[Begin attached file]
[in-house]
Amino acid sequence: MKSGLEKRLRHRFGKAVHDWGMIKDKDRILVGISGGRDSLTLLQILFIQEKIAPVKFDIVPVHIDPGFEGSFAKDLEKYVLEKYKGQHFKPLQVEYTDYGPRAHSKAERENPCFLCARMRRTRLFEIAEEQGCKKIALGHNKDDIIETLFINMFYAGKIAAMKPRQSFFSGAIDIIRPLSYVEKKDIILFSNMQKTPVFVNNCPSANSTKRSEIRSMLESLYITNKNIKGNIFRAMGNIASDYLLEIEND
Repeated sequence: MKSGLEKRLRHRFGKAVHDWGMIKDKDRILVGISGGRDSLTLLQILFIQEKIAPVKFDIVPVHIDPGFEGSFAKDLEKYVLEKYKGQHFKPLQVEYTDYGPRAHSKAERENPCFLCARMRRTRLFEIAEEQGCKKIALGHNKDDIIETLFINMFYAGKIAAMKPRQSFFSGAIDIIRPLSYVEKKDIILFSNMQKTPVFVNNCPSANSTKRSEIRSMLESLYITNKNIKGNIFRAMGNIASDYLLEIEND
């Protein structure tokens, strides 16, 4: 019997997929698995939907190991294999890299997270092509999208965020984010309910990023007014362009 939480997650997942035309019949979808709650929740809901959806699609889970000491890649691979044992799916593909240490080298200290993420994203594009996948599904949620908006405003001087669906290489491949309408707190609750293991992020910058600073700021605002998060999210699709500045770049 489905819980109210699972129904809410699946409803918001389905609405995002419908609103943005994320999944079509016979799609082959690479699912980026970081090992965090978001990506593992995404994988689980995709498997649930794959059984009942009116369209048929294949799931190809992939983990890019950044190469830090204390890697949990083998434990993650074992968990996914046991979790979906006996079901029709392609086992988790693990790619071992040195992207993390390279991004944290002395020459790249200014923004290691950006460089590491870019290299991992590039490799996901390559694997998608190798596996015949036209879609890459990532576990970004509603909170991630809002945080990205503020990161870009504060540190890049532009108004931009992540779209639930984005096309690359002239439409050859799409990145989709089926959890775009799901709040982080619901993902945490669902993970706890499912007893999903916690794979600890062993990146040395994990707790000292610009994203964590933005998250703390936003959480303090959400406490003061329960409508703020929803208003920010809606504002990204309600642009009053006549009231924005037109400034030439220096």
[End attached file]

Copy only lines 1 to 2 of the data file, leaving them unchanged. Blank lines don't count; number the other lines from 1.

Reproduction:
[in-house]
Amino acid sequence: MKSGLEKRLRHRFGKAVHDWGMIKDKDRILVGISGGRDSLTLLQILFIQEKIAPVKFDIVPVHIDPGFEGSFAKDLEKYVLEKYKGQHFKPLQVEYTDYGPRAHSKAERENPCFLCARMRRTRLFEIAEEQGCKKIALGHNKDDIIETLFINMFYAGKIAAMKPRQSFFSGAIDIIRPLSYVEKKDIILFSNMQKTPVFVNNCPSANSTKRSEIRSMLESLYITNKNIKGNIFRAMGNIASDYLLEIEND